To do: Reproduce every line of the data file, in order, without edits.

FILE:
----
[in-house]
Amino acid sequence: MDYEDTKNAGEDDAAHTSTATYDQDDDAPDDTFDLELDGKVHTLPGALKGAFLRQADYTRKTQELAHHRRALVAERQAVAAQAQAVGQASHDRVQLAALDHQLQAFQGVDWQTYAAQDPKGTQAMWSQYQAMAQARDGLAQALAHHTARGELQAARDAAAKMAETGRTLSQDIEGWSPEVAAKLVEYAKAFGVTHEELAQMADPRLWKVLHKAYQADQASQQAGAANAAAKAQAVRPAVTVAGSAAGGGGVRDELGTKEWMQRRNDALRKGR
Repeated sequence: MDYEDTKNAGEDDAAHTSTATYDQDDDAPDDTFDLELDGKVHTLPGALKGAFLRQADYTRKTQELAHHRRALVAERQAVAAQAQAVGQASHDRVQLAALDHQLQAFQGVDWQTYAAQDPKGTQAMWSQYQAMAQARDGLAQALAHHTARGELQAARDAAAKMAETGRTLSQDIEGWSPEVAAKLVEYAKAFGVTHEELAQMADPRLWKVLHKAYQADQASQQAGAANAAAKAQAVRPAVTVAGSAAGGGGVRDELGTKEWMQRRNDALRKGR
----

[in-house]
Amino acid sequence: MDYEDTKNAGEDDAAHTSTATYDQDDDAPDDTFDLELDGKVHTLPGALKGAFLRQADYTRKTQELAHHRRALVAERQAVAAQAQAVGQASHDRVQLAALDHQLQAFQGVDWQTYAAQDPKGTQAMWSQYQAMAQARDGLAQALAHHTARGELQAARDAAAKMAETGRTLSQDIEGWSPEVAAKLVEYAKAFGVTHEELAQMADPRLWKVLHKAYQADQASQQAGAANAAAKAQAVRPAVTVAGSAAGGGGVRDELGTKEWMQRRNDALRKGR
Repeated sequence: MDYEDTKNAGEDDAAHTSTATYDQDDDAPDDTFDLELDGKVHTLPGALKGAFLRQADYTRKTQELAHHRRALVAERQAVAAQAQAVGQASHDRVQLAALDHQLQAFQGVDWQTYAAQDPKGTQAMWSQYQAMAQARDGLAQALAHHTARGELQAARDAAAKMAETGRTLSQDIEGWSPEVAAKLVEYAKAFGVTHEELAQMADPRLWKVLHKAYQADQASQQAGAANAAAKAQAVRPAVTVAGSAAGGGGVRDELGTKEWMQRRNDALRKGR